“You’re turning French,” said a visiting British friend. It had begun innocently enough, with me saying that British people have gone prosecco mad and that fizzy wine should be kept for special occasions – now my national identity was coming into question. True, in the past I couldn’t give a flying cork when you drank any kind of alcohol but since living in France I have adopted a much harder – French-influenced – line on the business of boozing. Alarming enough, but were there other ways in which I was picking up gallic customs and habits? I’m afraid the answer is a resounding, “Baaah, ouais.” Read on to discover further signs of contamination.
Symptoms of Frenchness
1. Using “Madame” or “Monsieur” as a form of address no longer makes you feel like a butler.
2. When you go back home, you think people are rude because they don’t say “Hello” as often as French people say “Bonjour”.
3. And you automatically go to faire la bise with friends and family outside of France but stop yourself because you don’t want to seem pretentious. (In fact, you’ve forgotten how to greet fellow Anglophones. Is it a hug? One kiss? Punch on the arm and a “Heyyy”?)
4. You start sentences with, “Baaah….” like an adorable French sheep.
5. You navigate the yoghurt aisles in the supermarket with ease because you know the differences between petit suisse (tiny and delish), fromage frais (diet food), yaourt nature (slimy), yaourt brassé (NORMAL) and yaourt fouetté (wtf?).
6. Plain yoghurt with sugar sprinkled on top is no longer weird and just full on yum-arama.
7. “Je ne sais pas” is beginner-speak; for the rest of us it’s “chais pas”.
8. “Oh la la” stopped being hilarious a long time ago and may well have made its way into your vocabulary as an entirely reasonable response to mildly surprising news.
9. You have opinions about French sports teams. For example, you see someone in a PSG shirt and automatically assume that they are an idiot.
10. AZERTY keyboards are now navigable without much effort, even though going back to QWERTY – no shift key for numbers! – is like taking a little finger holiday.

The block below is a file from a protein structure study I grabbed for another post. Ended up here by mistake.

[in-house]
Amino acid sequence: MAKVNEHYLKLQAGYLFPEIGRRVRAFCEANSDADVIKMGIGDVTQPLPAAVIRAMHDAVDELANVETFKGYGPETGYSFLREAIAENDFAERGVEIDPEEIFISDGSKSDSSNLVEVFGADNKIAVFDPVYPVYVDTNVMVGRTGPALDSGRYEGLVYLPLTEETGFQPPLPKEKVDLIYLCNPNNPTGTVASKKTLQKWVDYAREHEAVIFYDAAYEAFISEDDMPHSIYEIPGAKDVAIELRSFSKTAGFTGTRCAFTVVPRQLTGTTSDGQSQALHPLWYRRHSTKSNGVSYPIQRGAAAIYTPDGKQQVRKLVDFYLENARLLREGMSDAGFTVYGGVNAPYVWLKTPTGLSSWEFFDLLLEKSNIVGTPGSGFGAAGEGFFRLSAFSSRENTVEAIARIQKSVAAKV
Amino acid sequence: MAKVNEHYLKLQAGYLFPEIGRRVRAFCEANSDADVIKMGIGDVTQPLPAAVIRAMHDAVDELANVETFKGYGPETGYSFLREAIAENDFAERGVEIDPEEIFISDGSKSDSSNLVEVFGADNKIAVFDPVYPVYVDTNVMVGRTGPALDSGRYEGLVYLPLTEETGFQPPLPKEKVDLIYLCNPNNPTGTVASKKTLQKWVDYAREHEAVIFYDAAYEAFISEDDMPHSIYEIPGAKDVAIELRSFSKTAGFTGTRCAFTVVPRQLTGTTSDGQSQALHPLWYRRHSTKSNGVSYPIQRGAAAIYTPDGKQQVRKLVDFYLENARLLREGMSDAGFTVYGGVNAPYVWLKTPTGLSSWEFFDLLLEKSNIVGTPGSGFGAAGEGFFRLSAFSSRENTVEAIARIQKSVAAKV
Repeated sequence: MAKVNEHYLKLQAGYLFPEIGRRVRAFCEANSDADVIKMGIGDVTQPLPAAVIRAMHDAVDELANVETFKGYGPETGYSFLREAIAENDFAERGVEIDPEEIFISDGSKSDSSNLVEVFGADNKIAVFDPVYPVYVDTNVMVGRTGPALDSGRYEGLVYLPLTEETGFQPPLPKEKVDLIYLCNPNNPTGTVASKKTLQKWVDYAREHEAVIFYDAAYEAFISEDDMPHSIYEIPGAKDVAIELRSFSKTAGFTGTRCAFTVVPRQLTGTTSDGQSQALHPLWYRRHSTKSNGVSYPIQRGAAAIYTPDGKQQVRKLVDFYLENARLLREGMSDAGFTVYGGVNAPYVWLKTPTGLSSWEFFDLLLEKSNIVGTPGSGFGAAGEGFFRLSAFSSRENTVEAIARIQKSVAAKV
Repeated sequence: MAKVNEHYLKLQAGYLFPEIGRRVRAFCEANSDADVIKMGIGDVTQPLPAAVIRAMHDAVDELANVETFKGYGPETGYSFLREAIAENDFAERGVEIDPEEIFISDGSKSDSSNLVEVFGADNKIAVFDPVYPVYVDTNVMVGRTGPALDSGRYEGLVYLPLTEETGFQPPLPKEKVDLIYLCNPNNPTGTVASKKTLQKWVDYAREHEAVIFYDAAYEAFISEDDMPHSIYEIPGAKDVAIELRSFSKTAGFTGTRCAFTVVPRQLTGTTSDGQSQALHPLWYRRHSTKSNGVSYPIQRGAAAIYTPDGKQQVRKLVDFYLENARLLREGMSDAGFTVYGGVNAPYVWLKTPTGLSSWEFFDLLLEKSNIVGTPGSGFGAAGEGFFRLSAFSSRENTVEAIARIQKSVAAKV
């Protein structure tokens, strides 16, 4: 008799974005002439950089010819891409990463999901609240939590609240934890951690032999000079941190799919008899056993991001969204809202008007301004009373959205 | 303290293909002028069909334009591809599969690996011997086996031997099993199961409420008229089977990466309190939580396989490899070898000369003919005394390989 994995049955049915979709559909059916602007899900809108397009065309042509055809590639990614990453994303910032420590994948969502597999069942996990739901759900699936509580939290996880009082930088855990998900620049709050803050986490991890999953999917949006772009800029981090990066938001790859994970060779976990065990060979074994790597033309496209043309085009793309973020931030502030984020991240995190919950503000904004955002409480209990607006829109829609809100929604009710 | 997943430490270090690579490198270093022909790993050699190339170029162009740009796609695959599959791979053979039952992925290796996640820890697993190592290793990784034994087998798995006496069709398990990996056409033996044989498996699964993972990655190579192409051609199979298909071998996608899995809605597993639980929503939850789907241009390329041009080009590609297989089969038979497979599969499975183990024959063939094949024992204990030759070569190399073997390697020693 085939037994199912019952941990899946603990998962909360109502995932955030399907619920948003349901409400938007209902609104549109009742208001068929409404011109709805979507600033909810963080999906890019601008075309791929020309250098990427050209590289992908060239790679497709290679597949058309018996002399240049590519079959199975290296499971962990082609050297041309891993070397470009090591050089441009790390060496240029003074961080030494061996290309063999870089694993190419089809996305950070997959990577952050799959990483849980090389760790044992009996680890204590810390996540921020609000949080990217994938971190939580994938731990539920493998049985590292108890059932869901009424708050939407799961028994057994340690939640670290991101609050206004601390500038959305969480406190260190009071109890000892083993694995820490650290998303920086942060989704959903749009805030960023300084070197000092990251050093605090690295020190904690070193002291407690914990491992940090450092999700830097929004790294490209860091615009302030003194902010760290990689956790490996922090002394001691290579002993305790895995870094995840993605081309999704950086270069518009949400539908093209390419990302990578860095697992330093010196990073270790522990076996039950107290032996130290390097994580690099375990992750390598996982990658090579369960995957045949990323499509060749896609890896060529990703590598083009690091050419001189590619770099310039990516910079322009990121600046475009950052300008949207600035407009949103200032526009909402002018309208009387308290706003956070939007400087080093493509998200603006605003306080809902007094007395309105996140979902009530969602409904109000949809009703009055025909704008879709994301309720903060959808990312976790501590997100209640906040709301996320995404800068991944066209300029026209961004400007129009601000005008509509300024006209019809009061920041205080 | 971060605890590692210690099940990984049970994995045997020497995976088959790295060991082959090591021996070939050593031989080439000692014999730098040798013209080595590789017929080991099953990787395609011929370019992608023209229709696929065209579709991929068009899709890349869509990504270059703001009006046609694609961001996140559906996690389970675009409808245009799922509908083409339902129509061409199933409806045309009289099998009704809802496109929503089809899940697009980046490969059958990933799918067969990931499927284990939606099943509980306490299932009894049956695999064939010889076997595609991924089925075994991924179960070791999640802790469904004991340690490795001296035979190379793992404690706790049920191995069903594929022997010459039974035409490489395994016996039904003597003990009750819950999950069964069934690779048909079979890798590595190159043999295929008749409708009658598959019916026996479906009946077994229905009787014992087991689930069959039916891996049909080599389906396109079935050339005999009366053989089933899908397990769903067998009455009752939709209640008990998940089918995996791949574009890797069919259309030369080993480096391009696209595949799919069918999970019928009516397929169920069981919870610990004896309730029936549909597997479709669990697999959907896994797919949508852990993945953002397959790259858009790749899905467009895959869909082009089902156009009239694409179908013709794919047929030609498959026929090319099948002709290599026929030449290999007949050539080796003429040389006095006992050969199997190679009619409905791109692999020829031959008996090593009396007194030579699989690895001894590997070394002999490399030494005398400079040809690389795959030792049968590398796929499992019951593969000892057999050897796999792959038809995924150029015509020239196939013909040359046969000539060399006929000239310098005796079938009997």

11. You know those maps of the French cheeses that you get on tea towels for the elderly? With your cheese knowledge, you could probably draw one, were it a challenge in a particularly odd French Saturday-night game show.
12. Talking of cheese, meals now seem incomplete without it.
13. Your bread repertoire has expanded beyond the baguette but, more importantly, your boulanger(ère) recognises you and doesn’t treat you like a tourist.
14. If you live in a city with arrondissements, you are able to establish actual geographical locations when people say things like, “I live in the 9th”. Extra points if you can make subtle judgments about their income, social class and political leanings based on this number too.
15. And you certainly know your département number well enough to be able to spot an out-of-area license plate in your town. (“2B! They must’ve driven over on the ferry.”)
16. It’s likely that you have a strong opinion on la priorité à droite – probably that it’s so very stupid.
17. Your alcohol drinking is a lot more organised. Nowadays you think that people who drink champagne at any other time than with l’apéro or le dessert are unspeakable monsters.
18. You may not be a wine expert but you know the basic regions/grape types and aren’t going to bring shame upon your house by pairing poisson au beurre blanc with a hefty bordeaux.
19. Obviously you’re not becoming more negative but the phrases, “C’est comme ça,” “Tant pis,” and “C’est la vie” spring to your lips rather more easily than their English equivalents.
20. You understand all the swear words, even if you’re not ready to use them yet. Being able to swear like a French person signals complete assimilation and requires you to surrender your native passport at the nearest embassy.
Have you recently become aware of being more French? Do your friends and family back in the old country point and laugh at your beret? Perhaps you’ve lived in France for 50 years without picking up any French traits at all? (If so, how did you do it? Is your house covered in tin foil to keep out seeping Frenchness?) Tell us in the comments! And please share if you’ve enjoyed 🙂